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Thread: brainstorm with me

  1. #1
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    Mar 2006
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    Default brainstorm with me

    My husband works in non-profit and is the head of a very small organization. He works hard, does a lot on a small budget and I'm very proud of what he does. He worked alone for a while but got money to hire some others. One, the second in command if you will, got hired and then dropped the bomb that she was pregnant. I told him, I wouldn't tell you I was pregnant in a job interview! Can't blame her at all. He's been very supportive, giving her time off whenever she needs it. It's been hard, though since he just hired this person and now he'll be out of a worker for 7 weeks.

    Now if I were going to do it all over again with a first child, I would have tried to get myself in a position where I could bring my kid to work for a while because she was so quiet and content in a sling at my breast that often people would forget she was there. I wanted my dh to offer that arrangement to his employee, but he pointed out numerous reasons why that would not be a good idea in their situation. Hm. Fine.

    Then I said to him, where is she going to pump?! The office is one huge room: no cubicles or anything, just three large desks in a huge space.. and a giant store front widow at the front. There's a back room with coffee and then there's the bathroom. It seems the only way she's going to be guaranteed privacy is in the bathroom. There's only one toilet. The bathroom is harsh, but big. I'm thinking if I got a comfy chair in there and a table...

    He asked, How many times will she need to pump?? I could see him suddenly thinking, great, she's going to need even more accommodations! But he didn't say that. He knows better and the last thing he wants is to be a jerk about this. But he's also ignorant about this because the mother of his child is a stay at home mom and his child never took a bottle.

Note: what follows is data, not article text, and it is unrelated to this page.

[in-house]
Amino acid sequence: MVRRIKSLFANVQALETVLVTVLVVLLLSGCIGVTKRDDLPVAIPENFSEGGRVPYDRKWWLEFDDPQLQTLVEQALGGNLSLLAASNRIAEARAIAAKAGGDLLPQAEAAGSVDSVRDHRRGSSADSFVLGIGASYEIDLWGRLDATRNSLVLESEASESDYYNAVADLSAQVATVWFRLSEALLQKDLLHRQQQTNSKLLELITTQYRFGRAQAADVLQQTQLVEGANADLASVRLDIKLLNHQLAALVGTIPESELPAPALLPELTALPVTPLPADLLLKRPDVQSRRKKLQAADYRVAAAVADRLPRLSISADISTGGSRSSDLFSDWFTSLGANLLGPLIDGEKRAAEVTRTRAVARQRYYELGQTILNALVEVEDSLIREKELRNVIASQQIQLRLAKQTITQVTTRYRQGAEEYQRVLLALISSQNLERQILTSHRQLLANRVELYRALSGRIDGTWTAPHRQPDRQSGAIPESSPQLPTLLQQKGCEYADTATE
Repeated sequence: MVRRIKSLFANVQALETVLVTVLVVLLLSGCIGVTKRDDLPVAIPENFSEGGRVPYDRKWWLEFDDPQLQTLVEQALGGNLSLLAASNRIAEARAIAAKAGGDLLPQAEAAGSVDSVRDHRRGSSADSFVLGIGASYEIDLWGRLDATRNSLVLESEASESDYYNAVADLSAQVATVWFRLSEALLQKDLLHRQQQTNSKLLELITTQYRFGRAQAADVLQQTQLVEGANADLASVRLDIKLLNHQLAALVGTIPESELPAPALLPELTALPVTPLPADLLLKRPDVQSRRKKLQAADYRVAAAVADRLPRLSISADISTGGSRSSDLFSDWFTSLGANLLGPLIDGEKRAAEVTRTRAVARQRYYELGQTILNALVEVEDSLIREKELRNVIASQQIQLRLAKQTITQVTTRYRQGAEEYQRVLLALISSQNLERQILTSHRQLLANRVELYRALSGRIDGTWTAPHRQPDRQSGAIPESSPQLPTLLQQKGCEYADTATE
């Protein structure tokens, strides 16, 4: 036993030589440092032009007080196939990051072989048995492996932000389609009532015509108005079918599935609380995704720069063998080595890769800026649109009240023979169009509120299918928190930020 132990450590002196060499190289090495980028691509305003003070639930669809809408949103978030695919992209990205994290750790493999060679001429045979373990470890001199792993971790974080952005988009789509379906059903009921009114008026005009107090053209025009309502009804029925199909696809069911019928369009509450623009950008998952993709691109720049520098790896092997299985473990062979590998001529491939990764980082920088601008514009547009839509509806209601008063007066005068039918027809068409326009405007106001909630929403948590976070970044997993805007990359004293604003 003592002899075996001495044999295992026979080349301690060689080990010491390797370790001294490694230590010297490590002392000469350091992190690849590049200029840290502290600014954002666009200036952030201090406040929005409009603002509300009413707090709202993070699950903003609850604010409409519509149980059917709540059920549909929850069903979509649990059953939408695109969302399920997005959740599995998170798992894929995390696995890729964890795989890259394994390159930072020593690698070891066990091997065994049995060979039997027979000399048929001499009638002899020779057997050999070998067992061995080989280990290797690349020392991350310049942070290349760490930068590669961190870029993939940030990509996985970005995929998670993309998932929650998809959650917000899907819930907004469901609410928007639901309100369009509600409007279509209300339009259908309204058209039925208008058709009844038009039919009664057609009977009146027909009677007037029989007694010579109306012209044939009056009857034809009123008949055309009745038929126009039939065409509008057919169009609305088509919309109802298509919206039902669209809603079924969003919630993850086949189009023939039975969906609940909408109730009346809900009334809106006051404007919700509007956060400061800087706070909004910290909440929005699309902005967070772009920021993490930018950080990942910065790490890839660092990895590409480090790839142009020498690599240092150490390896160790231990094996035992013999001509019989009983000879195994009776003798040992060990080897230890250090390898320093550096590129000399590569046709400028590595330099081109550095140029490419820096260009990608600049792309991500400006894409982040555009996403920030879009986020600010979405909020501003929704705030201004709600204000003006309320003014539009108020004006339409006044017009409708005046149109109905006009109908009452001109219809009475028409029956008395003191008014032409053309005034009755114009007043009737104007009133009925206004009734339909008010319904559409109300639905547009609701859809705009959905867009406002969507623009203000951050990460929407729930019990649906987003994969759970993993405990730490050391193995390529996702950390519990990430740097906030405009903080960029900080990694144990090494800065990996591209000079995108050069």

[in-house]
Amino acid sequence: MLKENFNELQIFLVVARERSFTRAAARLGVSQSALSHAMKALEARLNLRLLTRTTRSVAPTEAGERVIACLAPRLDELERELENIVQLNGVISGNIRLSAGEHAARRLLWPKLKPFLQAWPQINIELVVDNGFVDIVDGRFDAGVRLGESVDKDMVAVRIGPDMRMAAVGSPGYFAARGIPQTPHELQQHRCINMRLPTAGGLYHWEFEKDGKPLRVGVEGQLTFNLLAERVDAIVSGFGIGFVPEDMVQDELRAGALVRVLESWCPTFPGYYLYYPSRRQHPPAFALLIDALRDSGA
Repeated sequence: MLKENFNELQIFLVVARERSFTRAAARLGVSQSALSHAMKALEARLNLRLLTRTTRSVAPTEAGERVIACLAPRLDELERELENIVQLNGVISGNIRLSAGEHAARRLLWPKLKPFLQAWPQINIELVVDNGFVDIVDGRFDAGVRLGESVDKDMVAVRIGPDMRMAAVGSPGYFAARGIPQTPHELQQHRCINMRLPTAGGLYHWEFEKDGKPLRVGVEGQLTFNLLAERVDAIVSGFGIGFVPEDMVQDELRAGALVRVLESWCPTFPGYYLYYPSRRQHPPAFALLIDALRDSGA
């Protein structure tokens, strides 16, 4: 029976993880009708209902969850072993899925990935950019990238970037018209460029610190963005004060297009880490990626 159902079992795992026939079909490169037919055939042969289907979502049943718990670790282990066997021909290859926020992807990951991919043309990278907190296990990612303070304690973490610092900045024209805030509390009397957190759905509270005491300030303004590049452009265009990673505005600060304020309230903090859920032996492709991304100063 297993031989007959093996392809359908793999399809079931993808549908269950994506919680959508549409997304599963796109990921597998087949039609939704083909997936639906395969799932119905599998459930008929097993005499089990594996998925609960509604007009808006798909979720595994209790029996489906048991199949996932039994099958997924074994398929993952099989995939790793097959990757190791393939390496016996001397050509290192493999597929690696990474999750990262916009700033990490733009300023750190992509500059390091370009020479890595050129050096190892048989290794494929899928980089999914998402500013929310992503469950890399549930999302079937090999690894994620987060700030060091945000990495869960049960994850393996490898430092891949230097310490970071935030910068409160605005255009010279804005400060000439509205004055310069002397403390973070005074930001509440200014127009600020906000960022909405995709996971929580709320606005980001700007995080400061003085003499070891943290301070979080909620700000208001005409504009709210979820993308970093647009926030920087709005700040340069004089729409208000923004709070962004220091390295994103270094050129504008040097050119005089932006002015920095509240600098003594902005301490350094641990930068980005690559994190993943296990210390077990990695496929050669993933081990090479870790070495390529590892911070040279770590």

So, I'm taking this on. This woman will not fail at pumping and breastfeeding while working at MY husband's organization. This organization is all about children's health, by the way.

    What does this lady need? How long does it take you to pump and how often did you do it at first? What kind of arrangement do you have at your work?
    Any advice or ideas?

  2. #2
    Join Date
    May 2007
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    Default Re: brainstorm with me

    First of all, I your and your husband's commitment to helping this woman do this!

    I am fortunate to be able to close and lock my office door to pump. It usually takes me about 20 minutes, and I do it mid-morning and mid-afternoon. If I weren't close enough to go home during lunch to nurse, I would add a third session mid-day. I can say that pumping hasn't been disruptive for me or my employer at all in terms of working; if anything, I'm willing to do whatever I need to do to make it worth my employer's while to support it, whether I need to come in early some days or be flexible in other ways.

    Again, kudos to you and your husband. I hope this mama realizes how fortunate she is to have people who are so supportive of her!!

    I don't know about others, but if it were me, a comfortable chair and a table with maybe a small lamp (and where I could put my pump and pictures of my baby while I pump) would be fine.
    Last edited by Thomas's Mum; January 29th, 2008 at 08:51 AM. Reason: corrected misspelling

  3. #3
    Join Date
    Mar 2007
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    Default Re: brainstorm with me

    I would say a small clean room with comfy chair and a table. how often will depend on how many hour away from baby she will be. Baby will need 1-1.5 oz per hour of separation, so that might help you gauge, i would say my average pump session got me about 3 oz. BUT everyone is different. HTH